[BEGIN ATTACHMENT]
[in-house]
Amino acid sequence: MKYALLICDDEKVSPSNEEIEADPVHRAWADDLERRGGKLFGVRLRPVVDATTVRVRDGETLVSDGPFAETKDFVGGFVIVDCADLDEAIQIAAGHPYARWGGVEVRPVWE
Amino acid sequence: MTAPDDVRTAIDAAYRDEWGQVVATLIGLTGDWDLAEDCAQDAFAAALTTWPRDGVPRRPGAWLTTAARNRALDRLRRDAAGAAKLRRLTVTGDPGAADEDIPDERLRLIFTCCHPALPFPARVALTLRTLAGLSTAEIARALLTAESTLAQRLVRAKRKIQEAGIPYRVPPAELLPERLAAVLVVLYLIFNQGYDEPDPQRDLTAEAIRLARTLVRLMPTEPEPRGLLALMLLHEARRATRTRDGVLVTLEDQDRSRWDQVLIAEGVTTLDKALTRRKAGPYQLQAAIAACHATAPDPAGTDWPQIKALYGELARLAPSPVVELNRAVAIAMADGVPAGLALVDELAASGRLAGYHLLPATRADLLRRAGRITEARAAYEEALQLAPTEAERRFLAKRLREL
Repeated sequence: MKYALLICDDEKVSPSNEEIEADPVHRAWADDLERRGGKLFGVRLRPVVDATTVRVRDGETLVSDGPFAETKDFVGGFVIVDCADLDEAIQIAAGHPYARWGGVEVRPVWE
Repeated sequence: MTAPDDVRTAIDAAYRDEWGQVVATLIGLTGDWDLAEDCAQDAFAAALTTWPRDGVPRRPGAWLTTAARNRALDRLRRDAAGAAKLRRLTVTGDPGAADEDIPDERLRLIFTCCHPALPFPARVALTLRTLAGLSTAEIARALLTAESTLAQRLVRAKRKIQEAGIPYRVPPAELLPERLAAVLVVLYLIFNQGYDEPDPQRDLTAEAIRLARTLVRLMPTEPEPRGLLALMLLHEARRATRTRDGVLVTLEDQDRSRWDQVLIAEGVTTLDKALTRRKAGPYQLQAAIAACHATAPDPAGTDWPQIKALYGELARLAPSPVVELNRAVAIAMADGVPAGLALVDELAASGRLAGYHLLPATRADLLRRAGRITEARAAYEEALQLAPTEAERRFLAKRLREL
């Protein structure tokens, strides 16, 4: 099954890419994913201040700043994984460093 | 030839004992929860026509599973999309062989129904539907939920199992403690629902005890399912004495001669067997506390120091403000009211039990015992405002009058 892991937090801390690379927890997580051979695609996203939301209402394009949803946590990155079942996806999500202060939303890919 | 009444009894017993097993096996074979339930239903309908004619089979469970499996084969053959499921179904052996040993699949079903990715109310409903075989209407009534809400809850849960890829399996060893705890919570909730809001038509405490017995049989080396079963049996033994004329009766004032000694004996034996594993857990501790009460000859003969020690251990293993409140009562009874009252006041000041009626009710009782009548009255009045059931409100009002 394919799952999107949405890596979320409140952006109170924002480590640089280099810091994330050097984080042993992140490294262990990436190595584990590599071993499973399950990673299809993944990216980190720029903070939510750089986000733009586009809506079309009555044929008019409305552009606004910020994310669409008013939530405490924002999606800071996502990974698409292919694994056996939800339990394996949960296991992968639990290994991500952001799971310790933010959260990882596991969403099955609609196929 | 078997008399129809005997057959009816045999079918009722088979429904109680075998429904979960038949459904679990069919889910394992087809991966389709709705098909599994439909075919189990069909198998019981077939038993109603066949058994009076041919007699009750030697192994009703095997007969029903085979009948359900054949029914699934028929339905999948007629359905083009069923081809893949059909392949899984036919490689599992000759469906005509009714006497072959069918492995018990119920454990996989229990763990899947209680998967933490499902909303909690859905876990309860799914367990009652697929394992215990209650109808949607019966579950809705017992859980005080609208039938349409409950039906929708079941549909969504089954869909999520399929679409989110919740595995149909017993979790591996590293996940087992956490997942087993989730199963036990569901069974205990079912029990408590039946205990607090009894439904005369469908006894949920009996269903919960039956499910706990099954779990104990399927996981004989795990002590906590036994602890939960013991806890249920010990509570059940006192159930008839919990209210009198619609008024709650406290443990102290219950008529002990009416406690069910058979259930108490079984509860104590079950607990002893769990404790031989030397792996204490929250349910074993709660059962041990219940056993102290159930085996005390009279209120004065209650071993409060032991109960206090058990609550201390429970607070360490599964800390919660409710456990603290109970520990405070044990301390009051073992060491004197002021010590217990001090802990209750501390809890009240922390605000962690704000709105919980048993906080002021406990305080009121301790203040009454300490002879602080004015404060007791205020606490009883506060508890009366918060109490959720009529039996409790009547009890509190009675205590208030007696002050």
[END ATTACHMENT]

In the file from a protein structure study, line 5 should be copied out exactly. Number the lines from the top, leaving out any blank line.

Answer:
Repeated sequence: MTAPDDVRTAIDAAYRDEWGQVVATLIGLTGDWDLAEDCAQDAFAAALTTWPRDGVPRRPGAWLTTAARNRALDRLRRDAAGAAKLRRLTVTGDPGAADEDIPDERLRLIFTCCHPALPFPARVALTLRTLAGLSTAEIARALLTAESTLAQRLVRAKRKIQEAGIPYRVPPAELLPERLAAVLVVLYLIFNQGYDEPDPQRDLTAEAIRLARTLVRLMPTEPEPRGLLALMLLHEARRATRTRDGVLVTLEDQDRSRWDQVLIAEGVTTLDKALTRRKAGPYQLQAAIAACHATAPDPAGTDWPQIKALYGELARLAPSPVVELNRAVAIAMADGVPAGLALVDELAASGRLAGYHLLPATRADLLRRAGRITEARAAYEEALQLAPTEAERRFLAKRLREL